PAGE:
Play Live Radio
Next Up:
0:00 0:00
Available On Air Stations

MSU Opera Presents a Double Bill in C Minor Recital Hall

(Poster design courtesy Missouri State University Opera Program)

Missouri State University Opera presents a double bill next weekend:  two operas—two women with a choice. Dr. Ann Marie Daehn, Assistant Professor of Voice and Director of MSU’s opera program, stopped by our “Arts News” program to give us the details.

“We’re doing two operas—and in Italian, which is a first for us,” says Dr. Daehn.  “Our casts are largely undergrads.  We have some of the most talented undergrads in the nation—they’re regularly winning these national awards. And I thought, ‘I’m really going to push ‘em and see what we can do.’  And it’s been really fun.  They have to dig a little deeper into the characters—they have to think about every single word that they’re singing.”

The double bill consists of Rossini’s one-act comedy “Il Signor Bruschino,” and Handel’s dramatic opera “Imeneo,” as abridged by Dr. Daehn, cut to a running time of just over an hour. The original “Imeneo” score runs about two and three-quarter hours.  “I have singers who excel at that repertoire, and I thought it would be really fun to have them do an entire character in that repertoire, and not just an aria.”

The Handel opera, says Dr. Daehn, centers around the female character Rosmene. She and her sister (or confidant) Clomiri are abducted by pirates.  Rosmene’s lover, Tirinto, hasn’t a clue as to where the young women are or how to rescue them.  “But this handsome fellow from another kingdom, Imeneo, finds the girls on this pirate ship, rescues them, and brings them back. And all he asks for his reward is (Rosmene’s) hand in marriage.” Rosmene’s father Argenio thinks that’s a great idea—but of course this places Rosmene in an awkward love triangle.  Unlike many Handel operas, “Imeneo” has a small cast—five principals. And what Dr. Daehn tells is basically the entire storyline.  Well, there is the matter of Clomiri, who sadly gets ignored by both men.

As for “Signor Bruschino,” Dr. Daehn says, “What I love about Rossini is the chance for the comedy and the voices to just fly in those wonder ‘patter’ numbers, group singing where everyone’s moving as fast as their little lips will carry them!” At first, her student cast members were aghast when looking at the score: “Will we ever be able to get up to the tempos that we’re hearing on recordings?!” “And I said, ‘Oh, absolutely you will!’ And now they’re cruising through it and able to have fun.” Dr. Daehn has been able to turn directing duties for “Bruschino” to one of her students, Bridget Pollack. “They’re just having a marvelously fun time.”

(We didn’t manage to get into the plot of “Bruschino” during this interview, but to briefly sum it up: a young couple want to get married, but the girl’s guardian forbids it.  In fact, he’s already promised the girl’s hand to the son of his friend Signor Bruschino.  On his way to meet the girl for the first time, Bruschino junior gets detained, and the girl’s true love pretends to be him… but then old man Bruschino himself arrives on the scene.)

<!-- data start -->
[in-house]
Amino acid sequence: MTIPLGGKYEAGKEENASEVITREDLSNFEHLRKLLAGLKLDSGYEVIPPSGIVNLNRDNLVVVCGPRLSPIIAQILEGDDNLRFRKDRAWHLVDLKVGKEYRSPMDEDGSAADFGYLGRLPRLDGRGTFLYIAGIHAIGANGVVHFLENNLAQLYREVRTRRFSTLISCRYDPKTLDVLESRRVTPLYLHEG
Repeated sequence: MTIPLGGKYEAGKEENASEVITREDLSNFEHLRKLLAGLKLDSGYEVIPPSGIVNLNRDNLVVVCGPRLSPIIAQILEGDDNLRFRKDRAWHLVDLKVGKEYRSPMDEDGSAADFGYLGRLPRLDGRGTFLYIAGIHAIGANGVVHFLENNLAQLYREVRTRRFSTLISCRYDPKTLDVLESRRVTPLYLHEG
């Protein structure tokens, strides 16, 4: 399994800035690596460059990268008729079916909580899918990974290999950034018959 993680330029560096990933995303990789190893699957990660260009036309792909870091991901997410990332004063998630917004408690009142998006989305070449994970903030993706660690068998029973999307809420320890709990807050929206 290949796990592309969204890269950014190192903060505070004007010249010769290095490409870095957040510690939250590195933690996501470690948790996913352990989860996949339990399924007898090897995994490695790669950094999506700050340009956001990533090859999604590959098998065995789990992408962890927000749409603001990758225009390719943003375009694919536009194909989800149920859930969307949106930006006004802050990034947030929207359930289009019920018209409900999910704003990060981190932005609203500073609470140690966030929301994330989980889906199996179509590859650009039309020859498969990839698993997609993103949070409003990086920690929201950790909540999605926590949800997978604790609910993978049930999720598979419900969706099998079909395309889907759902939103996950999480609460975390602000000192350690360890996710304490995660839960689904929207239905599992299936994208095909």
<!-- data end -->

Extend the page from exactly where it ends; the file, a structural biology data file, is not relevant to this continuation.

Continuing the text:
Dr. Amy Muchnick will lead a chamber ensemble (actually a string quartet with harpsichord) to accompany the singers, and the production will take place in MSU’s recently renovated “C Minor Recital Hall” (formerly Ellis Recital Hall.) I asked Dr. Daehn to describe the changes made to the hall for anyone who hasn’t seen it.

“We’ve only been in it for about a year and a half, so I’m trying to see what the space can do. It’s astonishing.”  In place of the gently raked audience seating and raised-up stage area, the new hall design features more steeply-raked seating (“arena” seating, you might call it), and the performing/stage area is now at floor level.  “So there’s no bad seat, you’re all just looking down on the players.”  The built-in organ pipes along the back wall of the stage are still in place, of course. “We have stunning acoustics—they’ve raised the ceiling up. And so you can just hear a pin drop in there. I keep telling the singers, ‘you can sing the most beautiful pianissimo and no one will miss a word.’ We’re really going to play with the lights; we’ve got wonderful projections of art of the period. And the seats are comfortable. It’s just a wonderful place to be.”  Seating capacity is about 185, and Dr. Daehn would like to see the hall filled for both performances.

There are two performances: Friday April 12 at 7:30pm, and Sunday April 14 at 3:30pm. Tickets are $15 general admission, $5 for students. For tickets visit

Randy Stewart joined the full-time KSMU staff in June 1978 after working part-time as a student announcer/producer for two years. His job has evolved from Music Director in the early days to encompassing production of a wide range of arts-related programming and features for KSMU, including the online and Friday morning Arts News. Stewart assists volunteer producers John Darkhorse (Route 66 Blues Express), Lee Worman (The Gold Ring), and Emily Higgins (The Mulberry Tree) with the production of their programs. He's also become the de facto "Voice of KSMU" in recent years due to the many hours per day he’s heard doing local station breaks. Stewart’s record of service on behalf of the Springfield arts community earned him the Springfield Regional Arts Council's Ozzie Award in 2006.